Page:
Tuesday, May 08, 2007

Latin Via Proverbs 81

I hope these notes will help you tackle this group of proverbs in Latin Via Proverbs. TThis group again features first conjugation verbs with second declension nouns.

Please note: to read the proverbs in Latin, you need to acquire a copy of the book from lulu.com! What I am providing here in the blog are notes to help people who are making their way through the book either in a Latin class or on their own.

Group 81

1063. Words fly. (A fuller form of the phrase is verba volant, scripta manent, "words fly, written words remain.")

1064. Firm things endure. (This is a Lesly family motto.)

1065. The Fates stand in the way. (You will find this phrase in Vergil's Aeneid.)

1066. The stars influence but do not demand. (You can find variations on this saying: astra inclinant sed non cogunt, astra inclinant sed non urgent.)

1067. Different people thing different things. (Notice the substantive use of the adjective: diversi is masculine plural, while diversa is neuter plural.)

1068. Even the gods love jokes. (The Latin saying is based on a passage in Plato.)

1069. They are arguing about smoke. (You can find this saying in Erasmus's Adagia, 1.3.54.)

1070. Here there are roast pigs walking around. (You can find this saying in Petronius's Satyricon.)

1071. The wolves devour the lambs. (The proverbial pursuit of the lambs by the wolves is standard fare in Latin proverbs and fables.)

1072. Both weapons and words can wound. (This proverb has been given a new lease on life by its use in a Negima episode.)

1073. Weapons do not stay within bounds. (You can find this phrase in Seneca's play, Hercules furens.)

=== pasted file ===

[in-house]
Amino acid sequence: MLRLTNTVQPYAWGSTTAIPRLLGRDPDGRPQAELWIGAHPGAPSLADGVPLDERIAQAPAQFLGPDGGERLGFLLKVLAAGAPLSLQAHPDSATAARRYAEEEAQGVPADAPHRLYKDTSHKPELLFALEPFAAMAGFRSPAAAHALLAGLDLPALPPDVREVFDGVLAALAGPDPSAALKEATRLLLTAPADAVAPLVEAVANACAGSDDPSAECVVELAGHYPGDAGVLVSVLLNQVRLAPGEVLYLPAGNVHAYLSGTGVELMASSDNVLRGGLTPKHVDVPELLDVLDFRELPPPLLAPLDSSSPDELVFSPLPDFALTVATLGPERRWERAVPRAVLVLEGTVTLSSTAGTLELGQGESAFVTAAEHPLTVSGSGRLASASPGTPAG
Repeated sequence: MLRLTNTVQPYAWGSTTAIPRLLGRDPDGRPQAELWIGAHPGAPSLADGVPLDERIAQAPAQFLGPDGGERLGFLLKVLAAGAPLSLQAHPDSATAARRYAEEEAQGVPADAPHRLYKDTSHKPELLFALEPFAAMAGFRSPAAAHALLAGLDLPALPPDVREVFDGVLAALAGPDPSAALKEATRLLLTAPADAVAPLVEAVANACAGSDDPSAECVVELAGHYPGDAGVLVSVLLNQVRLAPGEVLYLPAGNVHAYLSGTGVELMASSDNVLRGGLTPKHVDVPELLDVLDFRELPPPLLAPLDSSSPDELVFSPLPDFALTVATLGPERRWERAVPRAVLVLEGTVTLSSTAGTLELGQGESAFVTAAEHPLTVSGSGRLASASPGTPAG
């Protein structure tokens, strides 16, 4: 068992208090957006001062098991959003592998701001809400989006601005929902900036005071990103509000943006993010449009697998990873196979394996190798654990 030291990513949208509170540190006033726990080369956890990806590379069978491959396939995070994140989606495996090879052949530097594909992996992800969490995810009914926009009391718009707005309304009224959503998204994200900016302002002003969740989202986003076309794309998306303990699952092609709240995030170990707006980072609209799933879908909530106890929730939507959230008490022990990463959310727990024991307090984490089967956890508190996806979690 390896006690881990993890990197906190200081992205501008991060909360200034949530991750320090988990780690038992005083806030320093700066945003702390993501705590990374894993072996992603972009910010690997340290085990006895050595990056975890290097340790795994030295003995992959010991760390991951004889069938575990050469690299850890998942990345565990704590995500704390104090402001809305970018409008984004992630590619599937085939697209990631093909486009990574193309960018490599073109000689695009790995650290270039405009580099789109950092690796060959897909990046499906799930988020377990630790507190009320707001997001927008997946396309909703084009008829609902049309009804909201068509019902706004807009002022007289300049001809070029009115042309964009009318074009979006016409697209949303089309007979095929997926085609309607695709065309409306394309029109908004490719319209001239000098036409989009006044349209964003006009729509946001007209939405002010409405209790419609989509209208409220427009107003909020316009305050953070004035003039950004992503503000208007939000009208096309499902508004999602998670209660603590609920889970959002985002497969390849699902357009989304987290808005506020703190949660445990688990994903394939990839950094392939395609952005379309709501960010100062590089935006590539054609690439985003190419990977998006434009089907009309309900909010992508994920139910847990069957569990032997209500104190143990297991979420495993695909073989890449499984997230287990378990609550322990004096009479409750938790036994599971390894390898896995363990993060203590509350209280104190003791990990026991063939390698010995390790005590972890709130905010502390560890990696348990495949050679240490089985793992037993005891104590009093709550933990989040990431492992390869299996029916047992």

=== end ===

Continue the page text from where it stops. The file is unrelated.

1074. Great evils do not hide. (This is a phrase you can find in Seneca's Medea.)

1075. Difficult situations test men. (You can find this phrase in Silius Italicus.)

1076. Sure things are preferable to things that are not sure. (Compare this similar saying: Certa pro incertis dimittenda non sunt, "sure things are not to be let go in exchange for things that are not sure.")

1077. You are beating a dead man. (You can find this saying in Erasmus's Adagia, 1.4.65.)

1078. You are dancing outside the chorus. (You can find this saying in Erasmus's Adagia, 2.6.67.)

1079. You are plowing someone else's field. (You can find a similar saying in Erasmus's Adagia, 3.1.42: Alienum arare fundum.)

1080. You are carrying a Sisyphean rock. (Sisyphus was condemned in the afterlife to continually roll a rock up a hill, only to have it roll down again. You can find this phrase in Polydorus's Adagia.)

1081. You are giving apples to Alcinous. (The mythological Alcinous, king of the Phaeacians, was famous in antiquity for his gardens, so giving apples to Alcinous is like carrying coals to Newcastle. You can find this phrase and similar sayings in Ovid's Ex Ponto.)

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